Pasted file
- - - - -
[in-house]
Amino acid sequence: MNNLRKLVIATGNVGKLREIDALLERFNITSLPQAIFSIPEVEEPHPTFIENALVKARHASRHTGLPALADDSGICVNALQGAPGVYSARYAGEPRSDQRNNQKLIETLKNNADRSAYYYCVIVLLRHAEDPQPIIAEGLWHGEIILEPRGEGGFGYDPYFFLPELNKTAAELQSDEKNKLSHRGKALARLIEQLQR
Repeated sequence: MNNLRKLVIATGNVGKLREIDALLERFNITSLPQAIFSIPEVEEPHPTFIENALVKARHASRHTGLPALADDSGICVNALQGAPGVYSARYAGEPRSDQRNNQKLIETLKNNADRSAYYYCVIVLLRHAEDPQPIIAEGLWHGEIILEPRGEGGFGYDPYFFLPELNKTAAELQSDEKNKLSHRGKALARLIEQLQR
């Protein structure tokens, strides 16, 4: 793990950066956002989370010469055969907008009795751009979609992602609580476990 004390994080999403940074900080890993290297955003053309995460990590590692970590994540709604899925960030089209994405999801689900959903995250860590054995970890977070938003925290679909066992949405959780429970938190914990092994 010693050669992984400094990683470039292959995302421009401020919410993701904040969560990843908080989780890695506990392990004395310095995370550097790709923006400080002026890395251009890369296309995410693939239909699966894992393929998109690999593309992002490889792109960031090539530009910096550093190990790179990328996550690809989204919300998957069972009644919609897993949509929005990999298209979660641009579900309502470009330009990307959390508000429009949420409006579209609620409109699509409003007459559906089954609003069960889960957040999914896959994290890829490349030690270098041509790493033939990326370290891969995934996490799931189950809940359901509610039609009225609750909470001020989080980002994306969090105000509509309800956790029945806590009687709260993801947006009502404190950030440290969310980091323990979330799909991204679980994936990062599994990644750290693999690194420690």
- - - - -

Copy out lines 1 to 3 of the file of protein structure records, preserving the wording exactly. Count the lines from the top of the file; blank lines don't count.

[in-house]
Amino acid sequence: MNNLRKLVIATGNVGKLREIDALLERFNITSLPQAIFSIPEVEEPHPTFIENALVKARHASRHTGLPALADDSGICVNALQGAPGVYSARYAGEPRSDQRNNQKLIETLKNNADRSAYYYCVIVLLRHAEDPQPIIAEGLWHGEIILEPRGEGGFGYDPYFFLPELNKTAAELQSDEKNKLSHRGKALARLIEQLQR
Repeated sequence: MNNLRKLVIATGNVGKLREIDALLERFNITSLPQAIFSIPEVEEPHPTFIENALVKARHASRHTGLPALADDSGICVNALQGAPGVYSARYAGEPRSDQRNNQKLIETLKNNADRSAYYYCVIVLLRHAEDPQPIIAEGLWHGEIILEPRGEGGFGYDPYFFLPELNKTAAELQSDEKNKLSHRGKALARLIEQLQR